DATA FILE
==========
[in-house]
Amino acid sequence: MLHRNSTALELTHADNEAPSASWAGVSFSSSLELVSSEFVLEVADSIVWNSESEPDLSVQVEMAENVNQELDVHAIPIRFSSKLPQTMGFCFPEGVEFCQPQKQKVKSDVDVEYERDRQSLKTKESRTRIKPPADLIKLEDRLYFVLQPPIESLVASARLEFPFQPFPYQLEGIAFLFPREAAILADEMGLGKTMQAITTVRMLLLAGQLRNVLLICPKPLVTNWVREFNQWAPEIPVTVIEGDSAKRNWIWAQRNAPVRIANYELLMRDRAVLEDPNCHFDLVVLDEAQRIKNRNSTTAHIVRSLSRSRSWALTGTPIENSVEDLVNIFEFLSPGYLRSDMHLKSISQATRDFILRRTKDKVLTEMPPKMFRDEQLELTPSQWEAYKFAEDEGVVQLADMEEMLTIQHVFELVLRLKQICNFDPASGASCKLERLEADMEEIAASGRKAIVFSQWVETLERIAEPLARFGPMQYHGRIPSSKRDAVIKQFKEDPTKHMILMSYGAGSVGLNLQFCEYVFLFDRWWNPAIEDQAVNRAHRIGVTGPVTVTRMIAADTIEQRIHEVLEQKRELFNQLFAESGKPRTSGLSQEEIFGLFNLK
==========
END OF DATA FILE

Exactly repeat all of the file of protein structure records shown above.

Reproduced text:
[in-house]
Amino acid sequence: MLHRNSTALELTHADNEAPSASWAGVSFSSSLELVSSEFVLEVADSIVWNSESEPDLSVQVEMAENVNQELDVHAIPIRFSSKLPQTMGFCFPEGVEFCQPQKQKVKSDVDVEYERDRQSLKTKESRTRIKPPADLIKLEDRLYFVLQPPIESLVASARLEFPFQPFPYQLEGIAFLFPREAAILADEMGLGKTMQAITTVRMLLLAGQLRNVLLICPKPLVTNWVREFNQWAPEIPVTVIEGDSAKRNWIWAQRNAPVRIANYELLMRDRAVLEDPNCHFDLVVLDEAQRIKNRNSTTAHIVRSLSRSRSWALTGTPIENSVEDLVNIFEFLSPGYLRSDMHLKSISQATRDFILRRTKDKVLTEMPPKMFRDEQLELTPSQWEAYKFAEDEGVVQLADMEEMLTIQHVFELVLRLKQICNFDPASGASCKLERLEADMEEIAASGRKAIVFSQWVETLERIAEPLARFGPMQYHGRIPSSKRDAVIKQFKEDPTKHMILMSYGAGSVGLNLQFCEYVFLFDRWWNPAIEDQAVNRAHRIGVTGPVTVTRMIAADTIEQRIHEVLEQKRELFNQLFAESGKPRTSGLSQEEIFGLFNLK